Wednesday, May 18, 2011

Senate Republicans Plan to Offer Series of Probation Reforms for Thursday's Debate

The Senate Republican Caucus has filed a series of amendments designed to improve the management of the state’s trial court and to provide more transparency and accountability within the probation department.

The amendments will be debated in the Senate on Thursday as part of a court reorganization bill that was drafted in response to a scathing probation department report issued by independent counsel Paul Ware in November of 2010. That report detailed evidence of “systemic abuse and corruption” within the probation department under former commissioner John O’Brien, including a “pay-to-play” system that often gave job candidates with political connections an inside track over those with more experience and stronger qualifications.

“The bill that is before the Senate tomorrow includes essential reforms the Senate Republican Caucus has long championed, including repealing the probation commissioner’s unilateral hiring authority and establishing a merit-based system to ensure that only qualified court applicants are hired,” said Senate Minority Leader Bruce Tarr (R-Gloucester). “While the bill represents a good start, the Caucus has a number of amendments that we feel will make it even better and will go a long way towards restoring the public’s faith in our judicial system.”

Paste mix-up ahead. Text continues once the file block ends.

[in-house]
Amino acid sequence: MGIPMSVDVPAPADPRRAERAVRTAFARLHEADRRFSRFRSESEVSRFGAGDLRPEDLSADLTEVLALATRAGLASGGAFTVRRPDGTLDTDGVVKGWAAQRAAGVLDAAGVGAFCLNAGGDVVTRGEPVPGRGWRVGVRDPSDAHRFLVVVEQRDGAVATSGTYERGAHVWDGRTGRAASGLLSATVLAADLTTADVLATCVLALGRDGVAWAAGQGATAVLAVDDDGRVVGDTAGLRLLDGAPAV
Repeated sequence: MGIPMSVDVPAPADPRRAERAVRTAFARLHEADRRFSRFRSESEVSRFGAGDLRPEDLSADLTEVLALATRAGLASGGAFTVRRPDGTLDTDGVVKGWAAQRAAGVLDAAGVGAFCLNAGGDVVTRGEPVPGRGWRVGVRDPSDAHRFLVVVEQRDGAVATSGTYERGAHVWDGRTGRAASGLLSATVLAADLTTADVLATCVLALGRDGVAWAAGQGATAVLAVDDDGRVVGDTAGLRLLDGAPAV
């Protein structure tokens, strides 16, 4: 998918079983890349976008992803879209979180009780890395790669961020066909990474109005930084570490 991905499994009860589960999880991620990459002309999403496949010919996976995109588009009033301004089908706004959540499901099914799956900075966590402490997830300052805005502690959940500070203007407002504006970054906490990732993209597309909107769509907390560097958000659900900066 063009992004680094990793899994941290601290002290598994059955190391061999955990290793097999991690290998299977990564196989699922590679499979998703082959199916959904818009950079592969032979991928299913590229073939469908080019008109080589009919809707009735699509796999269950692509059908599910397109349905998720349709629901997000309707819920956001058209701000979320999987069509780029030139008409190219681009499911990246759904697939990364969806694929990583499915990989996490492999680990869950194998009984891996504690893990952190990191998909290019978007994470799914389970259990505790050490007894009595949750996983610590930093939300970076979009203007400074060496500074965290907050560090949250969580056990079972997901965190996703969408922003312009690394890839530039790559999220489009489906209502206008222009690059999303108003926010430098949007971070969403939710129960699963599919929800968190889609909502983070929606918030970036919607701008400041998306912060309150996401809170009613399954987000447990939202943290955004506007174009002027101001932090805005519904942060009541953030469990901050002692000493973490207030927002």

The amendments – which are being co-sponsored by Senators Robert Hedlund (R-Weymouth), Michael Knapik (R-Westfield) and Richard Ross (R-Wrentham) – would:

· allow for the transferability of funds within the trial court to ensure that the court’s seven departments and the probation commissioner’s office have adequate resources;

· require the chief justice of the trial court to provide the Legislature with a cost and budgetary analysis of the proposed reorganization’s impact prior to implementation;

· provide for an annual independent audit of the trial court by the State Auditor and Inspector General, beginning in 2013;

· require the advisory committee on personnel standards to use merit-based standards for hiring court personnel, and to post these standards on the trial court’s website;

· require applicants for any trial court position to be certified as meeting the merit-based considerations for employment prior to the consideration of any letters of recommendation submitted on behalf of the applicant;

· expand the membership of the proposed advisory board charged with offering recommendations on the management of the probation office to include an active member of the Massachusetts Bar and an experienced probation officer;

· allow for the removal of officers and employees based on merit-based standards;

· require the chief justice of the trial court and the court administrator to submit a report to the Legislature 90 days prior to the temporary closure or temporary relocation of any courthouse, detailing personnel transfers, reallocation of resources, the impact on other courthouses and other factors associated with such actions; and

· require that future hiring within the probation department be done in consultation with the first justice of the applicable court in which an applicant is to be placed.